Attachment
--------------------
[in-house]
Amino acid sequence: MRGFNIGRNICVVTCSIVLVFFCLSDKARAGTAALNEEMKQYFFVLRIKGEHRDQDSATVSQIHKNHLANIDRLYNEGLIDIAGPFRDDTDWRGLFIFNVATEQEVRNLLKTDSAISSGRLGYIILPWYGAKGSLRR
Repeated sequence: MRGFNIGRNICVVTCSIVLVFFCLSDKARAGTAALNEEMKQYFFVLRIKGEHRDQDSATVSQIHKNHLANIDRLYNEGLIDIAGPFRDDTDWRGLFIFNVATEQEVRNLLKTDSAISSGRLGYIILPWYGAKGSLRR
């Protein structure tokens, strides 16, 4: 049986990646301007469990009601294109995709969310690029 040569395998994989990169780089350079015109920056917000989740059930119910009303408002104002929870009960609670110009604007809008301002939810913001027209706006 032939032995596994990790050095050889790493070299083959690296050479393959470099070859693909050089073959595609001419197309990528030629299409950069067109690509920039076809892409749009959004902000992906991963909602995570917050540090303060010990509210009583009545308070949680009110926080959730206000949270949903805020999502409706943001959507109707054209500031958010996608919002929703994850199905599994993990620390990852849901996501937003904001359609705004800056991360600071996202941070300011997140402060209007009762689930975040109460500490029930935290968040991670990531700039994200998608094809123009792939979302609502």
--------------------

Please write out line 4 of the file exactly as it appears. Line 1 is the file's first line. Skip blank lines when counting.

């Protein structure tokens, strides 16, 4: 049986990646301007469990009601294109995709969310690029 040569395998994989990169780089350079015109920056917000989740059930119910009303408002104002929870009960609670110009604007809008301002939810913001027209706006 032939032995596994990790050095050889790493070299083959690296050479393959470099070859693909050089073959595609001419197309990528030629299409950069067109690509920039076809892409749009959004902000992906991963909602995570917050540090303060010990509210009583009545308070949680009110926080959730206000949270949903805020999502409706943001959507109707054209500031958010996608919002929703994850199905599994993990620390990852849901996501937003904001359609705004800056991360600071996202941070300011997140402060209007009762689930975040109460500490029930935290968040991670990531700039994200998608094809123009792939979302609502």